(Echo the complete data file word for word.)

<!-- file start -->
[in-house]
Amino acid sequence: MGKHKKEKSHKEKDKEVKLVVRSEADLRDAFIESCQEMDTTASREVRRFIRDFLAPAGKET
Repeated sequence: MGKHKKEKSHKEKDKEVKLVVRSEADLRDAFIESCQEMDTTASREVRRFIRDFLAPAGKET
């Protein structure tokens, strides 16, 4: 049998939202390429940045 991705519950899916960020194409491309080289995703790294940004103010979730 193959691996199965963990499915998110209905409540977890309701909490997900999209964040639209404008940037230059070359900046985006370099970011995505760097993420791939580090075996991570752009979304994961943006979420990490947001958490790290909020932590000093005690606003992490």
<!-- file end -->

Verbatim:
[in-house]
Amino acid sequence: MGKHKKEKSHKEKDKEVKLVVRSEADLRDAFIESCQEMDTTASREVRRFIRDFLAPAGKET
Repeated sequence: MGKHKKEKSHKEKDKEVKLVVRSEADLRDAFIESCQEMDTTASREVRRFIRDFLAPAGKET
């Protein structure tokens, strides 16, 4: 049998939202390429940045 991705519950899916960020194409491309080289995703790294940004103010979730 193959691996199965963990499915998110209905409540977890309701909490997900999209964040639209404008940037230059070359900046985006370099970011995505760097993420791939580090075996991570752009979304994961943006979420990490947001958490790290909020932590000093005690606003992490």